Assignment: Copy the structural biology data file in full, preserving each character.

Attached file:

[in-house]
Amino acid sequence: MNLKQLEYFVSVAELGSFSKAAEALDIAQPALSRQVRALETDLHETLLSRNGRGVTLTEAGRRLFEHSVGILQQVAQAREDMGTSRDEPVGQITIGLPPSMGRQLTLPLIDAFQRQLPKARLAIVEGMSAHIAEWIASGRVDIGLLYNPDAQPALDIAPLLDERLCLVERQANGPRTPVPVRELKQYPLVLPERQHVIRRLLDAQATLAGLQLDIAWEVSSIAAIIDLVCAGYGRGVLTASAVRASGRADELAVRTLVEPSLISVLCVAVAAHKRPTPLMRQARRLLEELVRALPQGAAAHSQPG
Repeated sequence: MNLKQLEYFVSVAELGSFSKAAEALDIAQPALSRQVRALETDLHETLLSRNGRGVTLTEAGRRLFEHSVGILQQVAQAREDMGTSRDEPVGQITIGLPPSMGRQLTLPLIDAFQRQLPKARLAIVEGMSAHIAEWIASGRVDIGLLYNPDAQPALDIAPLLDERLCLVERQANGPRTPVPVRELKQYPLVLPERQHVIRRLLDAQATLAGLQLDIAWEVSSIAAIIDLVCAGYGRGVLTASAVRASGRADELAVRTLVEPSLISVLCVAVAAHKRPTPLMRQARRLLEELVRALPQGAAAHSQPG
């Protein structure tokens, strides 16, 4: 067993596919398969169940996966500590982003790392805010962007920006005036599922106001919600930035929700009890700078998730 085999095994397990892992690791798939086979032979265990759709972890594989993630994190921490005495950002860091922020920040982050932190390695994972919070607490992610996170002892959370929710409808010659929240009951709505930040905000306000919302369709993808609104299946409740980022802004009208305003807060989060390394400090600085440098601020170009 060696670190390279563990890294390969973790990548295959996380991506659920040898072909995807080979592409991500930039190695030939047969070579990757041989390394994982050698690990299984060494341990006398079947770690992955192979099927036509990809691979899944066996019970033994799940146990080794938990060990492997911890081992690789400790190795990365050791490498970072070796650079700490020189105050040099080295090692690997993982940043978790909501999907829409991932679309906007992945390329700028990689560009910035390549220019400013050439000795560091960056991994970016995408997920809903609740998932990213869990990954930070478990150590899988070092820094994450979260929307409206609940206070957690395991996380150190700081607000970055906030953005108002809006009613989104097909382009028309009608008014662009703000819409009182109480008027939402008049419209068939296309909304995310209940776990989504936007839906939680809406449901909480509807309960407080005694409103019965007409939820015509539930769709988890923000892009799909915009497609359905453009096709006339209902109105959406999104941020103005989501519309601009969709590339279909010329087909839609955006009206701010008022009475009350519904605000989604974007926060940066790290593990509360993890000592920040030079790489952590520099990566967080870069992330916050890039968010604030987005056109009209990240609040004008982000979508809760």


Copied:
[in-house]
Amino acid sequence: MNLKQLEYFVSVAELGSFSKAAEALDIAQPALSRQVRALETDLHETLLSRNGRGVTLTEAGRRLFEHSVGILQQVAQAREDMGTSRDEPVGQITIGLPPSMGRQLTLPLIDAFQRQLPKARLAIVEGMSAHIAEWIASGRVDIGLLYNPDAQPALDIAPLLDERLCLVERQANGPRTPVPVRELKQYPLVLPERQHVIRRLLDAQATLAGLQLDIAWEVSSIAAIIDLVCAGYGRGVLTASAVRASGRADELAVRTLVEPSLISVLCVAVAAHKRPTPLMRQARRLLEELVRALPQGAAAHSQPG
Repeated sequence: MNLKQLEYFVSVAELGSFSKAAEALDIAQPALSRQVRALETDLHETLLSRNGRGVTLTEAGRRLFEHSVGILQQVAQAREDMGTSRDEPVGQITIGLPPSMGRQLTLPLIDAFQRQLPKARLAIVEGMSAHIAEWIASGRVDIGLLYNPDAQPALDIAPLLDERLCLVERQANGPRTPVPVRELKQYPLVLPERQHVIRRLLDAQATLAGLQLDIAWEVSSIAAIIDLVCAGYGRGVLTASAVRASGRADELAVRTLVEPSLISVLCVAVAAHKRPTPLMRQARRLLEELVRALPQGAAAHSQPG
């Protein structure tokens, strides 16, 4: 067993596919398969169940996966500590982003790392805010962007920006005036599922106001919600930035929700009890700078998730 085999095994397990892992690791798939086979032979265990759709972890594989993630994190921490005495950002860091922020920040982050932190390695994972919070607490992610996170002892959370929710409808010659929240009951709505930040905000306000919302369709993808609104299946409740980022802004009208305003807060989060390394400090600085440098601020170009 060696670190390279563990890294390969973790990548295959996380991506659920040898072909995807080979592409991500930039190695030939047969070579990757041989390394994982050698690990299984060494341990006398079947770690992955192979099927036509990809691979899944066996019970033994799940146990080794938990060990492997911890081992690789400790190795990365050791490498970072070796650079700490020189105050040099080295090692690997993982940043978790909501999907829409991932679309906007992945390329700028990689560009910035390549220019400013050439000795560091960056991994970016995408997920809903609740998932990213869990990954930070478990150590899988070092820094994450979260929307409206609940206070957690395991996380150190700081607000970055906030953005108002809006009613989104097909382009028309009608008014662009703000819409009182109480008027939402008049419209068939296309909304995310209940776990989504936007839906939680809406449901909480509807309960407080005694409103019965007409939820015509539930769709988890923000892009799909915009497609359905453009096709006339209902109105959406999104941020103005989501519309601009969709590339279909010329087909839609955006009206701010008022009475009350519904605000989604974007926060940066790290593990509360993890000592920040030079790489952590520099990566967080870069992330916050890039968010604030987005056109009209990240609040004008982000979508809760």